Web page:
One of the best things a real, beloved parent, custodial or not, can do for a child is to make use of skills unique to that parent to give the child opportunities and things that just anyone else wouldn't be in a position or have the know-how to provide simply by the application of money. Even an absent parent can build, create or provide something for the child that's individual, special and actually wanted or useful. Traveling parents can collect cultural, local and educational mementos. Shop-handy parents can build something for the child's room (at the child's home ) that can't be bought in a store. Scholarly parents can hunt down good books in a child's area of interest or which might pique a new interest. A parent who is a chef can send special eats. Parents in different fields have access to occupational-oriented stuff. Geek parents can make sure a kid has all the computer bells and whistles. Reporter parents can do a clipping service in a topic of interest to a child. Entertainer parents can get autographs and backstage passes. If nothing else, parents can share their own individual talents, abilities and interests with their children regularly and give those kids a leg up in an area in which the parent has expertise.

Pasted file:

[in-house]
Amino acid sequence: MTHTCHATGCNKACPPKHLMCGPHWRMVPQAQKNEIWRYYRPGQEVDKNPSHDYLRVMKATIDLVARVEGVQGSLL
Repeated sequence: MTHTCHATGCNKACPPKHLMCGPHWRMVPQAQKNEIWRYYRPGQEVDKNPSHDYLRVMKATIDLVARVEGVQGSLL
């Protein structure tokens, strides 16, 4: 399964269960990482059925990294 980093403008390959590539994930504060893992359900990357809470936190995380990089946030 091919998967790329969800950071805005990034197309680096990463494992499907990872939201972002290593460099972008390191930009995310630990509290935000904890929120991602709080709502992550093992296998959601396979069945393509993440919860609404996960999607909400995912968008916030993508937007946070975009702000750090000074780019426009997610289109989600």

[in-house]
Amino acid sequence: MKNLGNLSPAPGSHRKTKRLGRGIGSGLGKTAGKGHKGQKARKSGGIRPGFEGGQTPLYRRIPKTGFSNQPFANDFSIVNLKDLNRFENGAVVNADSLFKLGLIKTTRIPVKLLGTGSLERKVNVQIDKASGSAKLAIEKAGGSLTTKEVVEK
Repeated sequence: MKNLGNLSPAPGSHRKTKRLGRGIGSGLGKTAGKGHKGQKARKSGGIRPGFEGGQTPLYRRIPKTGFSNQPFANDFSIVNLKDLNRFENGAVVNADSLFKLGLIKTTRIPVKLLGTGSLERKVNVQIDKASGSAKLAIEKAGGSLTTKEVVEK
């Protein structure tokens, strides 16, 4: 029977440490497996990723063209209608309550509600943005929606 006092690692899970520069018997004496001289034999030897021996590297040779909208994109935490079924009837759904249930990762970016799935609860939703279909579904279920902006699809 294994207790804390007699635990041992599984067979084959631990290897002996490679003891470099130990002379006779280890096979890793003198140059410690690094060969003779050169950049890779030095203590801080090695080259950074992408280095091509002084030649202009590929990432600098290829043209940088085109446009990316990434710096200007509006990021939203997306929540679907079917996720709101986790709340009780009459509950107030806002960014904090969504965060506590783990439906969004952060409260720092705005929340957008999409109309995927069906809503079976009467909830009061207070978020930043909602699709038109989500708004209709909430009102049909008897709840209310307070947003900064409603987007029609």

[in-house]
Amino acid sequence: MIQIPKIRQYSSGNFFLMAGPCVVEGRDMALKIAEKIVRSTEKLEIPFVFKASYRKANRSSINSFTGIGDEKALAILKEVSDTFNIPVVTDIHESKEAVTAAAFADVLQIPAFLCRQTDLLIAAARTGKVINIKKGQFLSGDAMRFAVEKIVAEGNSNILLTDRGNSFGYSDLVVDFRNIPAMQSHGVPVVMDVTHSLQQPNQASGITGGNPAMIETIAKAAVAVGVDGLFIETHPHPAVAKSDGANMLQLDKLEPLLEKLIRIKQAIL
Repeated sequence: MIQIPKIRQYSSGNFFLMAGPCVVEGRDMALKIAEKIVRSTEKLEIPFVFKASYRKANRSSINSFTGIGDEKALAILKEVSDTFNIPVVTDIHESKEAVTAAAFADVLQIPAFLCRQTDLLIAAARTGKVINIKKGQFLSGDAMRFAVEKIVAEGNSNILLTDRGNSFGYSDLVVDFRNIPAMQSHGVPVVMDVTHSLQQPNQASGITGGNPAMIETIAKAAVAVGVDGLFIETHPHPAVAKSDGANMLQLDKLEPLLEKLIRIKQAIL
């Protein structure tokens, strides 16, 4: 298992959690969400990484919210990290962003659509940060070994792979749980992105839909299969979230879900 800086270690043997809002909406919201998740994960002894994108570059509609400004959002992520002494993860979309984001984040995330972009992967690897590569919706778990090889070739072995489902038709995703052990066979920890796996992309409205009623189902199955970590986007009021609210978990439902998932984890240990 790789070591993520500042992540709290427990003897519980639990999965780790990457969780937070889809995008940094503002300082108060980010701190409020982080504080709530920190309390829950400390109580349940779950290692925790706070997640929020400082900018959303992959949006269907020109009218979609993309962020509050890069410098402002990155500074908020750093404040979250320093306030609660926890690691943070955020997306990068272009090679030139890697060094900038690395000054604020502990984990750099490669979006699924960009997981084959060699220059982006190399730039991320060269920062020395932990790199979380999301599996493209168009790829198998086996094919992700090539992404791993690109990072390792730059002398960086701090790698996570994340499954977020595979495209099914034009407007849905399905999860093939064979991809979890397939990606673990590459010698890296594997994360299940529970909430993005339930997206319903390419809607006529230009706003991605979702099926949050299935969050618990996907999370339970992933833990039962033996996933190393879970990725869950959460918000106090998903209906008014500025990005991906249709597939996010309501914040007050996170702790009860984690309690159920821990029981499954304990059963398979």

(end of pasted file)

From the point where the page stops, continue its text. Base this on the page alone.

At traditional gift-giving times, post-it notes, email greeting cards, and repetitive demands for contrived intimacy or boundary-violating disclosures won't cut it. Send your child one card that proves you actually know him or her. Enclose a letter that says you're sincerely proud of the child and feel lucky to be his or her father. (And a check.) Send a gift that shows you've been paying attention to the child's wants, needs and opinions all year long. And ditch the emotional blackmail and carrot-dangling conditioned on what's in it for you. ("... bullshit walks.")


            ** This seems analogous to Farrell's demands in his earlier books criticizing "young beautiful women" for not being interested in providing love and sex to unattractice men who aren't willing to contribute more than the cost of a dutch date.